No research process is complete without a team of experienced analysts who can bear down on the results and make smart judgments about how to proceed. Each review has several key inflection points that require senior professionals to make careful decisions.

For example, you need to know at the outset which individuals require enhanced diligence resulting from unique sector- or industry-related risks. These concerns may be apparent when an individual is associated with inherently risky businesses, such as mining in Africa. But what about sectors with less obvious risks — like the U.S. technology industry?

That’s not the first place you’d think would require deeper investigation. But consider that there typically won’t be much information available about a tech startup with a new management team. In these cases, you might take the extra step of researching the management team’s track records to look for past issues of concern, such as prior bankruptcies, litigation or even criminal activity. Such problems might not turn up often — but you don’t want to miss red flags simply because you didn’t look deep enough.

Good researchers also can determine when to dig deeper into PEP searches for connections that aren’t obvious, such as distant relatives or relations through marriage. And every PEP is unique, so gauging the risk each one represents requires good judgment. For example, you might encounter a prospective private banking client who happens to be distantly related to a PEP — a potential red flag. The necessary avenue of subsequent source-of-wealth research may differ for a person with an extensive, verifiable professional history compared with someone who is just starting out or about whom there are very limited professional background details. Regardless of background, thorough analysis of anyone directly or indirectly associated with a PEP is vital.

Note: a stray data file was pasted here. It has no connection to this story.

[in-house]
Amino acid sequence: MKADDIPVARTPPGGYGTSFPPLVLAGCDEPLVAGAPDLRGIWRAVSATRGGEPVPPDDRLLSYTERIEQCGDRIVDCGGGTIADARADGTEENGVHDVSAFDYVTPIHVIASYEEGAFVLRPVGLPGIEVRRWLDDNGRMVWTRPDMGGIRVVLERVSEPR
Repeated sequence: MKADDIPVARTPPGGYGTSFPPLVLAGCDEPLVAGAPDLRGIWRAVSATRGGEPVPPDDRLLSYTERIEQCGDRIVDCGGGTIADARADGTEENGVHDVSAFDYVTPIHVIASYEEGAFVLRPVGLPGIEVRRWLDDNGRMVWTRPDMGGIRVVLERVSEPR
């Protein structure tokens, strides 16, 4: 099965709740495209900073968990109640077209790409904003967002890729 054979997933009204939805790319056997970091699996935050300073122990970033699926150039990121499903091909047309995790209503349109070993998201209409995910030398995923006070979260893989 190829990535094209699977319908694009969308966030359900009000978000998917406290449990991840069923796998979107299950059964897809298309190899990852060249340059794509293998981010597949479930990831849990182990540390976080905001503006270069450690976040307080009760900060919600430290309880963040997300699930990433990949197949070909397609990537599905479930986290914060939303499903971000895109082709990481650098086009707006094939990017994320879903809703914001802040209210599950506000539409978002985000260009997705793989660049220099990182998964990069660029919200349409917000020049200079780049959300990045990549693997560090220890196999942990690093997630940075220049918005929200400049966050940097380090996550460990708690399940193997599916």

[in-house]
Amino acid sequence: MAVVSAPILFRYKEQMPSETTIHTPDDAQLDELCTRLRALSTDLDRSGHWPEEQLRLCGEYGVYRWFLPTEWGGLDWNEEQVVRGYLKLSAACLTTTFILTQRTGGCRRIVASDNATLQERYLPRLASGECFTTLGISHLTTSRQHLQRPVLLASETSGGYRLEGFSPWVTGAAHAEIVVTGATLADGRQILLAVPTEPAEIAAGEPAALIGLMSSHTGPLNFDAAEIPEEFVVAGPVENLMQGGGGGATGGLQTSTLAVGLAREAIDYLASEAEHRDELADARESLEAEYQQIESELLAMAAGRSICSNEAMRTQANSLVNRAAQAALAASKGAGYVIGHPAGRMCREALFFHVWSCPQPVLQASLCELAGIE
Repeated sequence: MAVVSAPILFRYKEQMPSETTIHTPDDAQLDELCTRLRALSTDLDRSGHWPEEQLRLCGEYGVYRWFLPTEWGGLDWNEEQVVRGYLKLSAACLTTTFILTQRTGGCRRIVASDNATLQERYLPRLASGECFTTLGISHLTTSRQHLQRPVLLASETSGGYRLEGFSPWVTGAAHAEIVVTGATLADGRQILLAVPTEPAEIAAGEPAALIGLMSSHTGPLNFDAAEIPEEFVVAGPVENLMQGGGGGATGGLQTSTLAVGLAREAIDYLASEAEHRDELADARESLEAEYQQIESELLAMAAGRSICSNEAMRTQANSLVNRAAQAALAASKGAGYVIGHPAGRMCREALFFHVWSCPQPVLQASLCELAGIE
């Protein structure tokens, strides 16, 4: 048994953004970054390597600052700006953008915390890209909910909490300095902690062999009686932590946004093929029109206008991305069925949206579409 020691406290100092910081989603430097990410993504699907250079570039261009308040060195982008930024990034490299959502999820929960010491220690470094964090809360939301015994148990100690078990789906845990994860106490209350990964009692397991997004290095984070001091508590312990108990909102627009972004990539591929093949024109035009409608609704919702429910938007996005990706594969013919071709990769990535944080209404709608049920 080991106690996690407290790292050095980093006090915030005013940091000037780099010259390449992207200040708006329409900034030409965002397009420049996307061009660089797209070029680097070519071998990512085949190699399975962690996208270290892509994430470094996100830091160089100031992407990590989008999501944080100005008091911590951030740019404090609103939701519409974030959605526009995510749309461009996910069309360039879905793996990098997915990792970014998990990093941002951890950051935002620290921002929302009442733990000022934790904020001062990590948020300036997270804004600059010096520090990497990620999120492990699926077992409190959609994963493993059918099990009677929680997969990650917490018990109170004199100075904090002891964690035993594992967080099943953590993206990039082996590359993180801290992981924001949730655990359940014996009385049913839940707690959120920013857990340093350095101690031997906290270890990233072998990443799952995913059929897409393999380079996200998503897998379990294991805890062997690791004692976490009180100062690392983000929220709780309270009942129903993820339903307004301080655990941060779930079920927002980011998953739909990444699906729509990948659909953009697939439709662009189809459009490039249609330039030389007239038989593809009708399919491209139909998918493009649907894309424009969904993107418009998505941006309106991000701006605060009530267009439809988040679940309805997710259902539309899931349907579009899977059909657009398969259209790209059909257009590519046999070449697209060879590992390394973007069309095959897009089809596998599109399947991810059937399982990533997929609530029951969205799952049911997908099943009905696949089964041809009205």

This kind of critical thinking is essential to determine when to escalate an investigation, and when it’s safe to stop investigating.

4. Mind the gaps

A process that combines technology with human intelligence and on-the-ground resources also can reveal gaps in data, and fill them in.

Consider criminal records searches: No single database covers all possible jurisdictions. Some courts don’t have online or public records — and even those that do may not have comprehensive holdings — so it’s essential to know those locations well and to have resources on the ground who can visit local courthouses.

5. Maintain an ongoing effort

The best diligence efforts are proactive, not reactive. Addressing problems before they happen requires ongoing monitoring of client activity, news sources and other databases. It also demands a process for ensuring that the right people in the company receive key information about changes and gaps uncovered by this monitoring effort.

Each of these elements helps fulfill a cultural commitment to managing source-of-wealth risk. It takes time and effort to do the job right. But those costs are dwarfed by the expense, distraction and other problems that can ensue when companies don’t devote the necessary resources to source-of-wealth diligence. Your organization’s compliance efforts are only as good as your last report — so it’s essential to ensure that every one is as solid and thorough as it can be.